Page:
Software Mechanic

A mechanic is a craftsman who uses tools to repair machinery. Thirty years ago the technology used within cars was much simpler than today, and relied on solenoids, carburetors, coils and physical cabling. Back then, mechanics were craftsmen who were able to fault find, diagnose and repair parts down to component-level with the skills they had learned through years of experience, normally starting from an apprenticeship. As car technology has moved forward, the role has changed for mechanics too – now students attend colleges to become auto technicians. Diagnostic tools allow them to link directly to the cars ECU and determine the fault via a code, which is then matched to a manufacturer’s manual; this in turn determines the parts which need to be changed. Component-level repair has all but disappeared, and technicians replace complete sub-assemblies, and therefore, require different skills to that of the traditional mechanic.

A similar evolution is happening in the world of electronics. Companies used to employ separate departments for hardware and software, and these disciplines were taught separately. The hardware department would develop the hardware, write elementary code to ensure circuitry worked, and then pass these “raw materials” to a software department who wrote the firmware, drivers and application layer to produce a finished product. As with cars, software technology has moved forward and become more advanced with generic, imperative, object-oriented languages such as C# and Visual Basic and recent .NET versions are compiled into Intermediate Language which is used to generate a native image at runtime, meaning more code can be written faster, easier and with less errors. Consider features like the API as sub-assemblies for mechanics, requiring less time to replace. Naturally, students are skipping low level hardware/software engineering and jumping straight into these environments, which means finding engineers trained in individual disciplines is much more difficult (and expensive). Engineers with more modern skills are more common and tend to be less expensive. Companies can also take further advantage of this situation by using off-the-shelf hardware, combined with faster software development, ultimately making for quicker (and less expensive) time to market – so it’s a win-win.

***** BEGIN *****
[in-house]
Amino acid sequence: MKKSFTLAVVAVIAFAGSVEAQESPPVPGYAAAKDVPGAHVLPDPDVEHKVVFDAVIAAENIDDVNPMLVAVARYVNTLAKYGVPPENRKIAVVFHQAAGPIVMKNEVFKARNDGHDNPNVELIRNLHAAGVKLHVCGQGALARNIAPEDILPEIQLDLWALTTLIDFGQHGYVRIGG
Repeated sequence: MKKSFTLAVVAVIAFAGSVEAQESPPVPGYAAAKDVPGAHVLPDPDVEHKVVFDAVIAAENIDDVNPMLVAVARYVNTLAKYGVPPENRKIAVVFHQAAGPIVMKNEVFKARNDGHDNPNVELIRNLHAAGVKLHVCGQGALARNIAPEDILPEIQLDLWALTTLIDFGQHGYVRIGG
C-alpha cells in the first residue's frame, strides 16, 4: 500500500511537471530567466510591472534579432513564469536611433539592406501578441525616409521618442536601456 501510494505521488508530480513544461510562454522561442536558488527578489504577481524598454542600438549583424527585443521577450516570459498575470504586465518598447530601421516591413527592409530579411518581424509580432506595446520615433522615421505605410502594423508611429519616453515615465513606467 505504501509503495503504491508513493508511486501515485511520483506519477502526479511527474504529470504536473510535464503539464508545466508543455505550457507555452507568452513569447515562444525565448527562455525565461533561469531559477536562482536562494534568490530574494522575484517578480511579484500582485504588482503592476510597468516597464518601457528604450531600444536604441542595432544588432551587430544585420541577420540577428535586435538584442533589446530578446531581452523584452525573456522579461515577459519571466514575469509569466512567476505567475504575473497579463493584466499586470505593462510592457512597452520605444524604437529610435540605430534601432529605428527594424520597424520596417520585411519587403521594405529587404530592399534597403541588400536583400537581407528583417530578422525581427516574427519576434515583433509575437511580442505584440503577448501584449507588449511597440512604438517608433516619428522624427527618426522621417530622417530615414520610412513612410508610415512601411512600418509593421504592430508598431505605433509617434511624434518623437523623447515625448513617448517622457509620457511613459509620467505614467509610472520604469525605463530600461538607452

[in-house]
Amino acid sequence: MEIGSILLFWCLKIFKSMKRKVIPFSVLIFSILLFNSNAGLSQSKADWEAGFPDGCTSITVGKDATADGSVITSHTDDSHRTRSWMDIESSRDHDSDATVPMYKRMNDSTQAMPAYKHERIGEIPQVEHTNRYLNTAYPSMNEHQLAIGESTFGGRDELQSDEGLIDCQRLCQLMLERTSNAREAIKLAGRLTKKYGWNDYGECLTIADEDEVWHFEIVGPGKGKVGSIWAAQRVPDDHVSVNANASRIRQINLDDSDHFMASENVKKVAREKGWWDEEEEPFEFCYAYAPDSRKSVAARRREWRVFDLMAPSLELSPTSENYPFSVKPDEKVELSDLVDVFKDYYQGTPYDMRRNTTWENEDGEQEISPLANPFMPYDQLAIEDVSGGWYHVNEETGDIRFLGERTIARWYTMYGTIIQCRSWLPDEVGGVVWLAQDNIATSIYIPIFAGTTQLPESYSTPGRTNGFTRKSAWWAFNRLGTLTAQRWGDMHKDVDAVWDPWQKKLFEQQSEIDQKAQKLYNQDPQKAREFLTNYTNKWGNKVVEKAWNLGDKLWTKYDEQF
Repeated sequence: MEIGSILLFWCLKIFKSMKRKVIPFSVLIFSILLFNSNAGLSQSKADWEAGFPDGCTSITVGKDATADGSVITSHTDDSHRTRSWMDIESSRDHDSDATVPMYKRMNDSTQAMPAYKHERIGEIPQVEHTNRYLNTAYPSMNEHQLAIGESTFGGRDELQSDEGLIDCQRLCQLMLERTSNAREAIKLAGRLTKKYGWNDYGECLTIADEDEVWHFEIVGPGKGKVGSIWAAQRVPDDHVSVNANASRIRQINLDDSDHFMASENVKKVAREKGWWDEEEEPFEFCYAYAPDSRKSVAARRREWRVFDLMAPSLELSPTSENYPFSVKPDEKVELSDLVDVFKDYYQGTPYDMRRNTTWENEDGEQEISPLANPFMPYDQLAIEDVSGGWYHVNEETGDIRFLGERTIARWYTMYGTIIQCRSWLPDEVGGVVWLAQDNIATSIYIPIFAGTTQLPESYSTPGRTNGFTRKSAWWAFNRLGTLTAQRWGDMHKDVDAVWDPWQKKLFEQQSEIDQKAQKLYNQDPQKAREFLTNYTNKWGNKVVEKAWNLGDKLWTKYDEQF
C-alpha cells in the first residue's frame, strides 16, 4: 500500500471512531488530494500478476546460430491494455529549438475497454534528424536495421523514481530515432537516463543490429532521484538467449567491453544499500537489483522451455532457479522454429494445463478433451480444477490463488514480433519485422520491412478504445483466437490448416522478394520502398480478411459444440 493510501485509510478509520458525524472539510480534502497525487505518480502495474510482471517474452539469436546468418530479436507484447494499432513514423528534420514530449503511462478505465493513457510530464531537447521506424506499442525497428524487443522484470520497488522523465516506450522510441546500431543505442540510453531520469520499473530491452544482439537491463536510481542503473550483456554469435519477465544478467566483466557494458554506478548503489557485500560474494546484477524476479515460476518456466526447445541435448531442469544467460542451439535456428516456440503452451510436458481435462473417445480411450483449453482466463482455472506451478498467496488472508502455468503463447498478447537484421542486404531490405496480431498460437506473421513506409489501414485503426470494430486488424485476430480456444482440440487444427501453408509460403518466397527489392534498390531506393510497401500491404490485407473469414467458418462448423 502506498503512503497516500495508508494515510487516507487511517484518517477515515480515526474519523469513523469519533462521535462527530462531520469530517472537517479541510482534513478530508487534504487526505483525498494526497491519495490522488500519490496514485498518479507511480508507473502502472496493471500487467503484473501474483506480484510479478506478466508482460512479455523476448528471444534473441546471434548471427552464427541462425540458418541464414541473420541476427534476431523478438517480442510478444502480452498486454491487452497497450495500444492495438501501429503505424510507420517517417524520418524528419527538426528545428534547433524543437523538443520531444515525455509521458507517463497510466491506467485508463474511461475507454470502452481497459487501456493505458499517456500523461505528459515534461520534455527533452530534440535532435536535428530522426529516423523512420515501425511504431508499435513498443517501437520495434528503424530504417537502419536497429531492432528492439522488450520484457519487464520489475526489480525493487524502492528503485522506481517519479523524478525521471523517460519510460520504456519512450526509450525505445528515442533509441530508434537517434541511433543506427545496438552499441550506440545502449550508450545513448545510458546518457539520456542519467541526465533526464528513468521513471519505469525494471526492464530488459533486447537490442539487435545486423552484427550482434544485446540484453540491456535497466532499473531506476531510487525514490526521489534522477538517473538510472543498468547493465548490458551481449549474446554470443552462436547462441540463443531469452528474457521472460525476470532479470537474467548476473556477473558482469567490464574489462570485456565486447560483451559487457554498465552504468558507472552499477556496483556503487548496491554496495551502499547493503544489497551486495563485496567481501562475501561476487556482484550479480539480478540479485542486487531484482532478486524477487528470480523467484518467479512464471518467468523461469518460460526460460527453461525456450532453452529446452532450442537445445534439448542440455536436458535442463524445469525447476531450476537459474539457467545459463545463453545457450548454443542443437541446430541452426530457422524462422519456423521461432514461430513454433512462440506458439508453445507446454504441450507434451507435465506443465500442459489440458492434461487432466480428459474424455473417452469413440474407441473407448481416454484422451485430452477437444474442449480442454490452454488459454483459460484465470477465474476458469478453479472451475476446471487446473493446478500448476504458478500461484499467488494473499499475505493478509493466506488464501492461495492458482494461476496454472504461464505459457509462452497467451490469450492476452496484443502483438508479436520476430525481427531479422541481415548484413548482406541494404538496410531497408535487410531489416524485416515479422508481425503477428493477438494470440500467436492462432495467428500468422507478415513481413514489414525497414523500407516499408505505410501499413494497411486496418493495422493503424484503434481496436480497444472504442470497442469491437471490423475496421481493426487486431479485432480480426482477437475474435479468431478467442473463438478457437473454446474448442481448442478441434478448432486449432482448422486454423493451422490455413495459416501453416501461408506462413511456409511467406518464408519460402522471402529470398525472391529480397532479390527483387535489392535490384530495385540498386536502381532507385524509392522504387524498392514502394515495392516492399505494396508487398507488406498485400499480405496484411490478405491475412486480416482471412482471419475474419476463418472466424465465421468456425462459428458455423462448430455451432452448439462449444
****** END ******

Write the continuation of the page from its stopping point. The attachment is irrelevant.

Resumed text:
We understand this situation at Sealevel all too well, so when designing our hardware we always try and answer these challenges by offering customers all the tools they are likely to need. We pride ourselves on very well written, easy to implement APIs, great drivers and diagnostic tools, fully available technical support, and manuals which engineers can actually follow. In fact, some customers have told us they consider Sealevel an extension to their team, offering scalable engineering support for low-level hardware and software requirements on demand. All of this helps our customers become more competitive, more productive organizations.

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